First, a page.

Quite a lot of Jewish ink has been spilled over the last few weeks analyzing the pontificate of the now retired Benedict XVI, prognosticating on who might be his successor, and, once announced, reporting every detail of Francis’ history with the Jewish community. This Jewish interest with the papacy must be seen in light of the history of Jewish-Christian relations over the centuries, and, more recently, both ongoing changes in Roman Catholic Church and the specific actions and statements of both John Paul II and Benedict XVI.
I am currently leading a trip to Israel, not an unusual thing for a rabbi to do. This trip, however, is a little different. Of the 29 people in the group, only one other is Jewish. We are here as part of a graduate course called Abraham’s Children offered by the Catholic Theological Union, on whose faculty I serve. My co-leaders are a Roman Catholic priest, a Muslim imam and Catholic scholar of Islam. The participants include one Jew, two Muslims, two Protestants and 20 Catholics and come from four continents. The course serves as an introduction to Judaism, Christianity and Islam and to interfaith relations.
It was not so long ago that Jews assiduously avoided reading the New Testament or even saying the name of Jesus. The publication last year of the Jewish Annotated New Testament (available through Oxford and Amazon), described recently by one scholar as a “paradigm shift,” testifies that we have entered a new era in Jewish engagement with the New Testament. Not only has it become a legitimate subject of Jewish study, providing both insights into the history of Judaism during its formative era and an effective vehicle for promoting Jewish-Christian relations, but also there now exists a cadre of Jewish New Testament scholars with the abilities to tackle the task.
Late in October, Cardinal Kurt Koch, president on the Vatican Commission for Religious Relations with the Jews delivered a comprehensive overview of the state of Jewish-Catholic relations to the Commission’s conference with its consultors and delegates of individual Episcopal Conferences for Catholic-Jewish dialogue held in Rome on October 29. In his talk, which can be found in its entirety here, Koch sought to allay fears within the Jewish community and among Catholics committed to positive relations with the Jewish community regarding what some had perceived as a retreat from Nostra Aetate, the Second Vatican Council Declaration that has been hailed as the most significant change in Christian teaching about the Jews since the beginning of the Church.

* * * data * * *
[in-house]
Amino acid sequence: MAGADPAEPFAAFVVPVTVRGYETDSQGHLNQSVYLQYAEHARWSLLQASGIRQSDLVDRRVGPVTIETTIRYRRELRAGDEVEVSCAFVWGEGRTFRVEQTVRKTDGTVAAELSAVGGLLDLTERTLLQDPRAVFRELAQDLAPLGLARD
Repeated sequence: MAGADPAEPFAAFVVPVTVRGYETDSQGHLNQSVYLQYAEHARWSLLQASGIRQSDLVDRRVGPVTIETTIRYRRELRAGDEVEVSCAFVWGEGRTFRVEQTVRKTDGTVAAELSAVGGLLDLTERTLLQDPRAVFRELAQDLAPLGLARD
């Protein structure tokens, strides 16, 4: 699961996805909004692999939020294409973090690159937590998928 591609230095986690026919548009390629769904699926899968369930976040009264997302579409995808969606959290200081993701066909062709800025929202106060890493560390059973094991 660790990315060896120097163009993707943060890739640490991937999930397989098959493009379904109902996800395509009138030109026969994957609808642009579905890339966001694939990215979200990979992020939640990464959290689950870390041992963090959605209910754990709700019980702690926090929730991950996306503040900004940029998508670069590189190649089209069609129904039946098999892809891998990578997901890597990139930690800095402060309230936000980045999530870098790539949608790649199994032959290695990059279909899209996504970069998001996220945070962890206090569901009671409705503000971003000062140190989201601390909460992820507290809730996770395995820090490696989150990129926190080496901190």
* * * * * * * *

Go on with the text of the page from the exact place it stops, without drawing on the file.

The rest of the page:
Earlier this month, a group of Christian leaders (thirteen Protestants and two Roman Catholic) sent a letter to Congress calling for “an immediate investigation into possible violations by Israel of the U.S. Foreign Assistance Act and the U.S. Arms Export Control Act, which respectively prohibits assistance to any country that engages in a consistent pattern of human rights violations and limits the use of U.S. weapons to ‘internal security’ or ‘legitimate self-defense.’” The letter elicited an immediate and angry response from the Jewish community. A coalition of national Jewish organizations, including the URJ and CCAR, as well as the Jewish Council on Public Affairs, the American Jewish Committee, B’nai B’rith International, the Rabbinical Assembly and the United Synagogue for Conservative Judaism pulled out of a meeting of the Jewish-Christian Roundtable that had been scheduled to take place a week after the Christian letter was released.
Father John William Crossin, executive director of the Secretariat for Ecumenical and Interreligious Affairs of the United States Conference of Catholic Bishops (USCCB) has posted a brief video on the USCCB website in which he discusses the importance of Jesus’ Jewishness both for Christian self-understanding and for promoting Jewish-Christian relations. Father Crossin mentions (at 1:10) two formal dialogues between the USCCB and the Jewish community. One of these is the long-standing relationship with the National Council of Synagogues, a coalition of the Reform, Reconstructionist, and Conservative movements. Father Crossin’s remarks would be a wonderful addition to the URJ’s “Open Doors, Open Minds: Synagogues and Churches Studying Together.”